0
$\begingroup$

In this question, the author finds the probability mass function and then finds the expectation because it happens to be a hypergeometric and therefore the answer is well known.

In general, how do you find the expectation by first finding the probability mass function and/or moment functions?

If I wanted to use conditional expectation, would this be correct : $$E(X)=\sum_{k=0}^mE[(X|X=m-k)]P(X=m-k) = \sum E(X)P(X=m-k) $$ I am not sure if I have to sum over all y, or how this should be set up in general.

Also, if I wanted to solve this with moment generating functions, am I right that it would become $$M_{x+y}=M_xM_y=(pe^t+1-p)^n(pe^t+1-p)^n=(pe^t+1-p)^{2n}$$ Then, to get the expectation of x, evaluate $M_{x+y}'(0)$, but how would I condition the moment function? $(pe^t+1-p)^{2n}|x+y=m$ ?

Question + Answer

$\endgroup$
0
$\begingroup$

Shortcut:

  • $\mathbb E[X\mid X+Y=m]+\mathbb E[Y\mid X+Y=m]=\mathbb E[X+Y\mid X+Y=m]=m$.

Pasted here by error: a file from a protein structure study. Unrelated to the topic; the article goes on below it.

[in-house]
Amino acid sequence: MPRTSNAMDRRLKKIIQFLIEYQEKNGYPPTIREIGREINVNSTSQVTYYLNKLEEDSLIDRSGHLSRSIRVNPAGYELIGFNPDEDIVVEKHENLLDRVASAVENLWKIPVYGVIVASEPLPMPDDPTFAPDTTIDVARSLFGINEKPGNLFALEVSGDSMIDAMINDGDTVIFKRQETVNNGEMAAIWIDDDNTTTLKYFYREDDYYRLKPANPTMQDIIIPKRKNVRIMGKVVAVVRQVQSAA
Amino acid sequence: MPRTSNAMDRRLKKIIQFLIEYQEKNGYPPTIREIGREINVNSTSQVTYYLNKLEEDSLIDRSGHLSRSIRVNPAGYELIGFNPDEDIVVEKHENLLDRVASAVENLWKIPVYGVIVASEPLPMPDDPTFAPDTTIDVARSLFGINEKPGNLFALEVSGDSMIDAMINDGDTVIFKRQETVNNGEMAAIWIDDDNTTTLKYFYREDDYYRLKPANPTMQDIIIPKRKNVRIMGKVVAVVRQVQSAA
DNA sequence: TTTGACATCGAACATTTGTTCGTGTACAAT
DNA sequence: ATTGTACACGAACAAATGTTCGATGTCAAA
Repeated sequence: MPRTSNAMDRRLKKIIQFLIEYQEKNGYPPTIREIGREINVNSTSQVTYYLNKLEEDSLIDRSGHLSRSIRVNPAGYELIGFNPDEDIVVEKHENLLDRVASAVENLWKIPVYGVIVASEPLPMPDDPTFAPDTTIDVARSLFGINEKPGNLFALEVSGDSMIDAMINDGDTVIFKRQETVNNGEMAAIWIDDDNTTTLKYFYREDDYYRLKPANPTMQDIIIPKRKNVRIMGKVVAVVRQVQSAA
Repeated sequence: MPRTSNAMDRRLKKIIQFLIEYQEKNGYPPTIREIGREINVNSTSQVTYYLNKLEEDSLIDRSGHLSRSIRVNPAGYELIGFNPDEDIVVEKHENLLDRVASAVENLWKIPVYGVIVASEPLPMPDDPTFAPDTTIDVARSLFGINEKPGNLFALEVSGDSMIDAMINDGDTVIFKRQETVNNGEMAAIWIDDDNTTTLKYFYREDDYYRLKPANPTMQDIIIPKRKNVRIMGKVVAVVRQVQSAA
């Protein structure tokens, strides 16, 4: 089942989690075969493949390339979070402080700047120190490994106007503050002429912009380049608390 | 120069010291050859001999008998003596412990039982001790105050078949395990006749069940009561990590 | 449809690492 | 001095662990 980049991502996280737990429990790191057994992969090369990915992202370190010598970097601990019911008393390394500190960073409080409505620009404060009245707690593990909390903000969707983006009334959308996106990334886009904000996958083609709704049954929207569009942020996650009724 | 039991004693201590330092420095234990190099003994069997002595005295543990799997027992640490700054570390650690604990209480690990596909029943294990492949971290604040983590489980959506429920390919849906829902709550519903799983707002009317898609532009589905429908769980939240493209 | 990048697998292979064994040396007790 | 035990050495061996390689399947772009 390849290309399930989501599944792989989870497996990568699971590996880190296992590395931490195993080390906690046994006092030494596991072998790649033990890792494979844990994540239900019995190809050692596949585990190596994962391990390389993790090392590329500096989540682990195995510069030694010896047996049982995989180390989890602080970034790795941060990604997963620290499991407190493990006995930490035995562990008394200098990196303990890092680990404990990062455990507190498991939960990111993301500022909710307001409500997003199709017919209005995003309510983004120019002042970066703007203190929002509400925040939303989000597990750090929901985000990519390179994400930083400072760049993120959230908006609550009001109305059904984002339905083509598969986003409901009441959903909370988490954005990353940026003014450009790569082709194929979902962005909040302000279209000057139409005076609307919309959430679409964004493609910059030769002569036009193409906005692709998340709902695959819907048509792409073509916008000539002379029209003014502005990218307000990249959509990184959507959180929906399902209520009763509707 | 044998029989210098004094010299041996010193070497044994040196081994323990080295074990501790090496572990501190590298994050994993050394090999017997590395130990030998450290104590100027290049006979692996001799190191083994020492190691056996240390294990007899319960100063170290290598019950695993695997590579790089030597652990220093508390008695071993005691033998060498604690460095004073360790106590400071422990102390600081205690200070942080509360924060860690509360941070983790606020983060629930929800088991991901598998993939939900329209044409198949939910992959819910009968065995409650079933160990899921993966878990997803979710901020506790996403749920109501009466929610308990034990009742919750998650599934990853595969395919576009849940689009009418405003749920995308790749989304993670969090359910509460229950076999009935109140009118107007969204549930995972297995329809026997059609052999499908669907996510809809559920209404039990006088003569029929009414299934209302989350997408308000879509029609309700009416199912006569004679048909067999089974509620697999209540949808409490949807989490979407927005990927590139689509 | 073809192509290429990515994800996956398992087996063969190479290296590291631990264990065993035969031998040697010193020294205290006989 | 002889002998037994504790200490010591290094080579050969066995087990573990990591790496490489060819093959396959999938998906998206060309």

• $\mathbb E[X\mid X+Y=m]=\mathbb E[Y\mid X+Y=m]$ on base of symmetry.

From this it follows directly that: $$\mathbb E[X\mid X+Y=m]=\frac{m}2$$


The first equality in your question is correct (and quite useless), but the second is not correct.

This because $\mathbb E(X\mid X=m-k)=m-k$ (not $\mathbb EX$).

$\endgroup$
  • $\begingroup$ I love this shortcut. I want more shortcuts like this. $\endgroup$ – Frank May 22 '18 at 7:49

Your Answer

By clicking “Post Your Answer”, you agree to our terms of service, privacy policy and cookie policy

Not the answer you're looking for? Browse other questions tagged or ask your own question.